Movies Rating : 2/5 Stars

Kambhoji

Kambhoji is a movie I heard about thru a Facebook Live video by one of my friends who has worked in its music… Quite frankly, I have been missing the days when music in malayalam movies used to be rooted in the Indian Classical Music and so I have been looking forward to watching the movie ever since… Finally, after much wait, I finally got the DVD and watched it…

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The film is said to be based on a true story involving a series incidents that took place in the 1970s where as a first ever in the country, a Kathakali artist Shemankottil Sivasankaran was sentenced to death on a murder charge and then executed at Kannur Central Prison… Whats unique and usual about this is that it was for the very first time that an artist got the death penalty and as per his last wish, he was hanged in his full performing attire… The film basically revolves around the artists life and events that led to the crime, his conviction and finally his execution in detail…

The movie, written and directed by Vinod Mankara, stars the well known dancers and actors Vineeth and Lakshmi Gopalaswami in the lead roles and this film also marks Vineeth’s debut as a Choreographer, which if you ask me, he should’ve started much earlier… 🙂 The music for the film that I have been looking forward to listening was by the well known music director M. Jayachandran and features incredibly great singers like K. J Yesudas, K. S. Chitra and Bombay Jayashri, with lyrics by the legendary lyricist O. N. V. Kurup who passed away before this movie was released making this his last work…

After watching the film, however, I am left with mixed feelings as I found that there are things in the movie that I liked and there are things in the movie which I felt could’ve been a lot better… So, coming to what I liked, first of all, I loved the storyline… It is indeed a tragic love story which culminated in a crime… Since this is a true incident, I don’t really have to worry about revealing the plot here as the story is available in literature… To summarise, you have this incredibly talented and ambitious (in a good way) Kathakali artist who seeks out a very famous master (played by Hareesh Peradi) of the time and becomes his student and then ends up taking over the school when the master decides to leave… He falls in love with the girl (Lakshmi Gopalaswami) in the family who owns the school, who is a famous Mohiniyattam artist… Everything goes well until the local prostitute (played by Sona Nair) makes a rape accusation on him and everyone including his lover and his master, assumes that he is guilty and disowns him by which he pretty much looses everything including his dream of becoming the great Kathakali artist that he aspired to be… So, he ends up taking revenge by murdering the prostitute… It is for this crime that he gets the death penalty for… So, this movie takes us thru an incredibly beautiful journey thru life in the 50s and 60s, filled with music and dance as it goes along the story…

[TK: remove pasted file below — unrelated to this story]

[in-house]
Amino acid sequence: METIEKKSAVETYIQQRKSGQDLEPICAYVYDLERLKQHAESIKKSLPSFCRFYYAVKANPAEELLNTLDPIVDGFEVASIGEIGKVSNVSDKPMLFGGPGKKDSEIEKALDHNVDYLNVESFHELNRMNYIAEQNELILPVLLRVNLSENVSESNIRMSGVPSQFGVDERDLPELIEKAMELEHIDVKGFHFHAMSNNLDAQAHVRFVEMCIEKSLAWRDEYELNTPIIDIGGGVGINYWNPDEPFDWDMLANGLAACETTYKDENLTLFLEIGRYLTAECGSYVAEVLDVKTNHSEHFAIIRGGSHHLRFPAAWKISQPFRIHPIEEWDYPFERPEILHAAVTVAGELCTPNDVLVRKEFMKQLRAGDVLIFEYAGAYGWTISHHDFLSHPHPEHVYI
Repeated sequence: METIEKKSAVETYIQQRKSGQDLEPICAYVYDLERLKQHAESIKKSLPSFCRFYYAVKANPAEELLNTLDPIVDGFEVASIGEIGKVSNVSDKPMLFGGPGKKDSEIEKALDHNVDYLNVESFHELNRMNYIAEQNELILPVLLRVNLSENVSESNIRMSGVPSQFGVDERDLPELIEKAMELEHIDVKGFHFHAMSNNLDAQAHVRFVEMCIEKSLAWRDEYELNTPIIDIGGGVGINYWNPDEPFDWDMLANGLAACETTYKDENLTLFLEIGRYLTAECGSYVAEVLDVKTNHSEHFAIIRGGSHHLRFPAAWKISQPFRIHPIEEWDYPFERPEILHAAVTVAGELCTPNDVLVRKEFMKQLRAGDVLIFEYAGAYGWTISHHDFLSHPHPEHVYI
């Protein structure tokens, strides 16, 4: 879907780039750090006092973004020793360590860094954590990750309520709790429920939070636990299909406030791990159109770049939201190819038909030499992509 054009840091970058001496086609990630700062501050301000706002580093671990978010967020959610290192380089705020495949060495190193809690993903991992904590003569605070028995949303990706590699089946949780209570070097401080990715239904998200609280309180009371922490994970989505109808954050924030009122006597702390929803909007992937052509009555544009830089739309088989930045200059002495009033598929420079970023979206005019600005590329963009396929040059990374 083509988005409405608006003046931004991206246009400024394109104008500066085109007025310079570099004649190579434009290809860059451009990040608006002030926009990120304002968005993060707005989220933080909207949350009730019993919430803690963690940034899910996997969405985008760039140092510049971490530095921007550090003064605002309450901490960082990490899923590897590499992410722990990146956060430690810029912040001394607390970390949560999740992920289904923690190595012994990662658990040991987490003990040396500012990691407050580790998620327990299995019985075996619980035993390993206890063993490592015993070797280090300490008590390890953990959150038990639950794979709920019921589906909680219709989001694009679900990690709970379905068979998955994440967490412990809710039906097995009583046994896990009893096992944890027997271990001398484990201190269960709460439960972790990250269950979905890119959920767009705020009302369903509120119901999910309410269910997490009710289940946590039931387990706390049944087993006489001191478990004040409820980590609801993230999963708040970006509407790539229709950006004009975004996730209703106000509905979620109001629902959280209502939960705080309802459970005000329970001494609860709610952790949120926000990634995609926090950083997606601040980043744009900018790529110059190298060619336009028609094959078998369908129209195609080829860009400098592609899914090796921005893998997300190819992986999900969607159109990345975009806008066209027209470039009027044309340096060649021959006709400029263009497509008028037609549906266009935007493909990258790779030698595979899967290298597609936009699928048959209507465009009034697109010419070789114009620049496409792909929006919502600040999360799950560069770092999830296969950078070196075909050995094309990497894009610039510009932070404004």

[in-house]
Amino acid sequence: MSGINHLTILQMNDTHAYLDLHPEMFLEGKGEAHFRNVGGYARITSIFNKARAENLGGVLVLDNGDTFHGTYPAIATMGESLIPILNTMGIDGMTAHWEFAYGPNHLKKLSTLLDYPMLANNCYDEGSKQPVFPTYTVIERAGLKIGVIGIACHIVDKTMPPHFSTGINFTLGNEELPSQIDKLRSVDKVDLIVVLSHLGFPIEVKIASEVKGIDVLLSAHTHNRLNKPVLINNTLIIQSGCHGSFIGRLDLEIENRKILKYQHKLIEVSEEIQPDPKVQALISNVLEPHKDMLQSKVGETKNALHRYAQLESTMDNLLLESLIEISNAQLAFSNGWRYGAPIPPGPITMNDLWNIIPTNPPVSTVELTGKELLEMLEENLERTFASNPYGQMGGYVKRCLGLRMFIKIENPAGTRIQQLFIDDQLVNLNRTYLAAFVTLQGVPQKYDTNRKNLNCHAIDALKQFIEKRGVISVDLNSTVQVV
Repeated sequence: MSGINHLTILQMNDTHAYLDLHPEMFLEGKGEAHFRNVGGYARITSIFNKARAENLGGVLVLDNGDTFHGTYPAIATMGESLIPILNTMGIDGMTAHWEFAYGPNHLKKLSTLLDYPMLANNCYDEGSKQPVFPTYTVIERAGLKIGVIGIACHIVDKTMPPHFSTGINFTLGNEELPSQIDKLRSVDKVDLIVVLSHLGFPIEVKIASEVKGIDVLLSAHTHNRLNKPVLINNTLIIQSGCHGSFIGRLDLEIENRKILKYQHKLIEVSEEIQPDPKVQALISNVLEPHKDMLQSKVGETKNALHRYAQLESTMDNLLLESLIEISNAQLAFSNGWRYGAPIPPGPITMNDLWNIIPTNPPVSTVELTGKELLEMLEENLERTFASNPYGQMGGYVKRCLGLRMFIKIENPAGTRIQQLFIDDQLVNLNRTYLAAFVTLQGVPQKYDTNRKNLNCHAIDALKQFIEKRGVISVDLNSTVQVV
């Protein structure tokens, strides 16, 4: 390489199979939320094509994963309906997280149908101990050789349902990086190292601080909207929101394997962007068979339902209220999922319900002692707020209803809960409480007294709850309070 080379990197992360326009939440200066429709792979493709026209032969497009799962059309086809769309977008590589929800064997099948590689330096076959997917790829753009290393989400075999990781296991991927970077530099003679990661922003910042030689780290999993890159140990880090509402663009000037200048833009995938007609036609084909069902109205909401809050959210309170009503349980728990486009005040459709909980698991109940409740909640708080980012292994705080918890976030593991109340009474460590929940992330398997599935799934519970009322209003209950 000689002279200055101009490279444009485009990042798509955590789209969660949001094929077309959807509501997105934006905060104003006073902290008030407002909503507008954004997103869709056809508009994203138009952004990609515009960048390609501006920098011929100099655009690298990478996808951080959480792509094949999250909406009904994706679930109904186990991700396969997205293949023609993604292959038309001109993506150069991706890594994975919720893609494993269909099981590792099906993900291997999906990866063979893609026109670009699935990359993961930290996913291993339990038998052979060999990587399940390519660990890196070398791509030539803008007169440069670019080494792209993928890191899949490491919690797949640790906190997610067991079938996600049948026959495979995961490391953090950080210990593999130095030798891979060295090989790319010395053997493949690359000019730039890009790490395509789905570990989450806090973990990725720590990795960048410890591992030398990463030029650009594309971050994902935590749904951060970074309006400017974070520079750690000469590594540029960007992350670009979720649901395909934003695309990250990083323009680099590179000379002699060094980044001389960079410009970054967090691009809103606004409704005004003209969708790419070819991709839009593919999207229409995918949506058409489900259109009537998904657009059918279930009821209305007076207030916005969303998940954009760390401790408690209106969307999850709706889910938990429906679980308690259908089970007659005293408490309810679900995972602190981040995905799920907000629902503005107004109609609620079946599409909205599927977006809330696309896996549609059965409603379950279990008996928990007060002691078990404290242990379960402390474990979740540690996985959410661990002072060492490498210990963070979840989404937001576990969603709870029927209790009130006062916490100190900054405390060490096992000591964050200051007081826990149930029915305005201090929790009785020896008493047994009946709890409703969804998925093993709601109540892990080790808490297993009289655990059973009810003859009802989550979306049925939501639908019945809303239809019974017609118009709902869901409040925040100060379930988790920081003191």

I also liked the idea of Vineeth’s choreography for the song sequences where essentially the essence of the love between the main characters gets depicted as a combination or rather a mating of the two art forms Kathakali and Mohiniyattam… Regarding music, my favourite remains the song “Anguli Sparsham” sung by Bombay Jayashri which I think is a beautiful composition in Aahiri ragam 🙂 The rest of songs however, I couldn’t care less about as this one really stands out and eclipses the others for me…